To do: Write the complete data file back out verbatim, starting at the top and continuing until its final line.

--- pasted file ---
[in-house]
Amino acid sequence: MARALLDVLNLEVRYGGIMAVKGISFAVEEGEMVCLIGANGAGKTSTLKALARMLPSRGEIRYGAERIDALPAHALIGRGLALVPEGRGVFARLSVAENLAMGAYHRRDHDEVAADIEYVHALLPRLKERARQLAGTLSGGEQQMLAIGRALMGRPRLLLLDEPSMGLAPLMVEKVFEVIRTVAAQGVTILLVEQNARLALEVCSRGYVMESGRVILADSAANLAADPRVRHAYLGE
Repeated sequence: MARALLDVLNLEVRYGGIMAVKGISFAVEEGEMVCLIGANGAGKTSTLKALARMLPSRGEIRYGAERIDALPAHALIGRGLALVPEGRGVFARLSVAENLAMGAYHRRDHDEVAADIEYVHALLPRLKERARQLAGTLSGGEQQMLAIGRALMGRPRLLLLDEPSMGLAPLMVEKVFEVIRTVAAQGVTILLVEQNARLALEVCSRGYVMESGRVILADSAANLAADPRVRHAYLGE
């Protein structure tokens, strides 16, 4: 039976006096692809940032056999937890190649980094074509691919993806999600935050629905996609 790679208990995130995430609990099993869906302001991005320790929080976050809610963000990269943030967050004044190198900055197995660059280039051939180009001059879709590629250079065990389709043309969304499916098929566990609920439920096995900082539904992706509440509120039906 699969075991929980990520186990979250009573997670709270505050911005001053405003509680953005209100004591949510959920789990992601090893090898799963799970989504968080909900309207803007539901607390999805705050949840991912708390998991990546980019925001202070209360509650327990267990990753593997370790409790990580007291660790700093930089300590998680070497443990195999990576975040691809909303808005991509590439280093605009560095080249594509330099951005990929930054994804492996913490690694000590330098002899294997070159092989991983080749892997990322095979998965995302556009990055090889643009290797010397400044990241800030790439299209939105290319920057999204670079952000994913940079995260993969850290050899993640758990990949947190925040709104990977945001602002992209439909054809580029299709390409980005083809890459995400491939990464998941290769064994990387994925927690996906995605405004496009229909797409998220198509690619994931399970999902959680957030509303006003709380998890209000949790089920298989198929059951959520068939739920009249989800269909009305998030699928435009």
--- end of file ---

[in-house]
Amino acid sequence: MARALLDVLNLEVRYGGIMAVKGISFAVEEGEMVCLIGANGAGKTSTLKALARMLPSRGEIRYGAERIDALPAHALIGRGLALVPEGRGVFARLSVAENLAMGAYHRRDHDEVAADIEYVHALLPRLKERARQLAGTLSGGEQQMLAIGRALMGRPRLLLLDEPSMGLAPLMVEKVFEVIRTVAAQGVTILLVEQNARLALEVCSRGYVMESGRVILADSAANLAADPRVRHAYLGE
Repeated sequence: MARALLDVLNLEVRYGGIMAVKGISFAVEEGEMVCLIGANGAGKTSTLKALARMLPSRGEIRYGAERIDALPAHALIGRGLALVPEGRGVFARLSVAENLAMGAYHRRDHDEVAADIEYVHALLPRLKERARQLAGTLSGGEQQMLAIGRALMGRPRLLLLDEPSMGLAPLMVEKVFEVIRTVAAQGVTILLVEQNARLALEVCSRGYVMESGRVILADSAANLAADPRVRHAYLGE
């Protein structure tokens, strides 16, 4: 039976006096692809940032056999937890190649980094074509691919993806999600935050629905996609 790679208990995130995430609990099993869906302001991005320790929080976050809610963000990269943030967050004044190198900055197995660059280039051939180009001059879709590629250079065990389709043309969304499916098929566990609920439920096995900082539904992706509440509120039906 699969075991929980990520186990979250009573997670709270505050911005001053405003509680953005209100004591949510959920789990992601090893090898799963799970989504968080909900309207803007539901607390999805705050949840991912708390998991990546980019925001202070209360509650327990267990990753593997370790409790990580007291660790700093930089300590998680070497443990195999990576975040691809909303808005991509590439280093605009560095080249594509330099951005990929930054994804492996913490690694000590330098002899294997070159092989991983080749892997990322095979998965995302556009990055090889643009290797010397400044990241800030790439299209939105290319920057999204670079952000994913940079995260993969850290050899993640758990990949947190925040709104990977945001602002992209439909054809580029299709390409980005083809890459995400491939990464998941290769064994990387994925927690996906995605405004496009229909797409998220198509690619994931399970999902959680957030509303006003709380998890209000949790089920298989198929059951959520068939739920009249989800269909009305998030699928435009």